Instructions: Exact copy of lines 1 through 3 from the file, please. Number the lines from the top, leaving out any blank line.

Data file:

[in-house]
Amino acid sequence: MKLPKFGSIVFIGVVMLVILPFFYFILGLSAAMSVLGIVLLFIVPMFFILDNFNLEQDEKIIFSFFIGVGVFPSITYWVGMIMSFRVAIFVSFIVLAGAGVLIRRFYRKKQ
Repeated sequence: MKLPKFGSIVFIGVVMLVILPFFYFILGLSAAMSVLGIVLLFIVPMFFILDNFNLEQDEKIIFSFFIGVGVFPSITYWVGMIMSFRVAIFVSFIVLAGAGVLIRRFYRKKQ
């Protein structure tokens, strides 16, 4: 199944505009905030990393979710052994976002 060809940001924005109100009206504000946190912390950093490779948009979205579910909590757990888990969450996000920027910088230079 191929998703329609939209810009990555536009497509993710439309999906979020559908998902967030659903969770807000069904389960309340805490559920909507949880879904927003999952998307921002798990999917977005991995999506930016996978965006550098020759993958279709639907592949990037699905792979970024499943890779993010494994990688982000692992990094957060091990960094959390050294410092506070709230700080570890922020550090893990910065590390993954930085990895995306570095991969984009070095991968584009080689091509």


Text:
[in-house]
Amino acid sequence: MKLPKFGSIVFIGVVMLVILPFFYFILGLSAAMSVLGIVLLFIVPMFFILDNFNLEQDEKIIFSFFIGVGVFPSITYWVGMIMSFRVAIFVSFIVLAGAGVLIRRFYRKKQ
Repeated sequence: MKLPKFGSIVFIGVVMLVILPFFYFILGLSAAMSVLGIVLLFIVPMFFILDNFNLEQDEKIIFSFFIGVGVFPSITYWVGMIMSFRVAIFVSFIVLAGAGVLIRRFYRKKQ